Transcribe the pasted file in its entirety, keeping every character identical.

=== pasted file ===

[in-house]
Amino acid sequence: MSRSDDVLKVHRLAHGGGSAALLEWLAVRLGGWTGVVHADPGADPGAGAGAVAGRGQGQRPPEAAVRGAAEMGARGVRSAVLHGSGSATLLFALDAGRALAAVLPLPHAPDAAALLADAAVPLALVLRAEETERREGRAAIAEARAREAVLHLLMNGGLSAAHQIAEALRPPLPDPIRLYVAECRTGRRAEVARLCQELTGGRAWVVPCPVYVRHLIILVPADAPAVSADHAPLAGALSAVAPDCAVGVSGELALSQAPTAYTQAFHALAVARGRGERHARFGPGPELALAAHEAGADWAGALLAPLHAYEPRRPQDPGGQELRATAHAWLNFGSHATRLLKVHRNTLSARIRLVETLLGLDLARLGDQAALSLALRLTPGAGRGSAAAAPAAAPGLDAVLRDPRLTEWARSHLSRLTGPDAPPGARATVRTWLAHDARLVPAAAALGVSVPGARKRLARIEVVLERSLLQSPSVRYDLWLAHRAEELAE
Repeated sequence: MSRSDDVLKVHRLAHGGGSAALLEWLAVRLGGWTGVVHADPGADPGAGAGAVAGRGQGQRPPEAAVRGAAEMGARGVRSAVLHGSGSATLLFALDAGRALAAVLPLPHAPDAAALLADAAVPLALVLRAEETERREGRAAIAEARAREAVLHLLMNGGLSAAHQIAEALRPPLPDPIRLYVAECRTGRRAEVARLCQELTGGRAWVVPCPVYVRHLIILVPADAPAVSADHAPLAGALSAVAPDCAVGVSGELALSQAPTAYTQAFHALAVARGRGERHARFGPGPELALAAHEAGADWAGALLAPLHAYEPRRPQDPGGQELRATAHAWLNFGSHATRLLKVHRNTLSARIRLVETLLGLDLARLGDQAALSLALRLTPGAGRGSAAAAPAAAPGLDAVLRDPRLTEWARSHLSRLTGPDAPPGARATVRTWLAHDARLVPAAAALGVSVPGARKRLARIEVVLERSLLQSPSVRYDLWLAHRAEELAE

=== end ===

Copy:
[in-house]
Amino acid sequence: MSRSDDVLKVHRLAHGGGSAALLEWLAVRLGGWTGVVHADPGADPGAGAGAVAGRGQGQRPPEAAVRGAAEMGARGVRSAVLHGSGSATLLFALDAGRALAAVLPLPHAPDAAALLADAAVPLALVLRAEETERREGRAAIAEARAREAVLHLLMNGGLSAAHQIAEALRPPLPDPIRLYVAECRTGRRAEVARLCQELTGGRAWVVPCPVYVRHLIILVPADAPAVSADHAPLAGALSAVAPDCAVGVSGELALSQAPTAYTQAFHALAVARGRGERHARFGPGPELALAAHEAGADWAGALLAPLHAYEPRRPQDPGGQELRATAHAWLNFGSHATRLLKVHRNTLSARIRLVETLLGLDLARLGDQAALSLALRLTPGAGRGSAAAAPAAAPGLDAVLRDPRLTEWARSHLSRLTGPDAPPGARATVRTWLAHDARLVPAAAALGVSVPGARKRLARIEVVLERSLLQSPSVRYDLWLAHRAEELAE
Repeated sequence: MSRSDDVLKVHRLAHGGGSAALLEWLAVRLGGWTGVVHADPGADPGAGAGAVAGRGQGQRPPEAAVRGAAEMGARGVRSAVLHGSGSATLLFALDAGRALAAVLPLPHAPDAAALLADAAVPLALVLRAEETERREGRAAIAEARAREAVLHLLMNGGLSAAHQIAEALRPPLPDPIRLYVAECRTGRRAEVARLCQELTGGRAWVVPCPVYVRHLIILVPADAPAVSADHAPLAGALSAVAPDCAVGVSGELALSQAPTAYTQAFHALAVARGRGERHARFGPGPELALAAHEAGADWAGALLAPLHAYEPRRPQDPGGQELRATAHAWLNFGSHATRLLKVHRNTLSARIRLVETLLGLDLARLGDQAALSLALRLTPGAGRGSAAAAPAAAPGLDAVLRDPRLTEWARSHLSRLTGPDAPPGARATVRTWLAHDARLVPAAAALGVSVPGARKRLARIEVVLERSLLQSPSVRYDLWLAHRAEELAE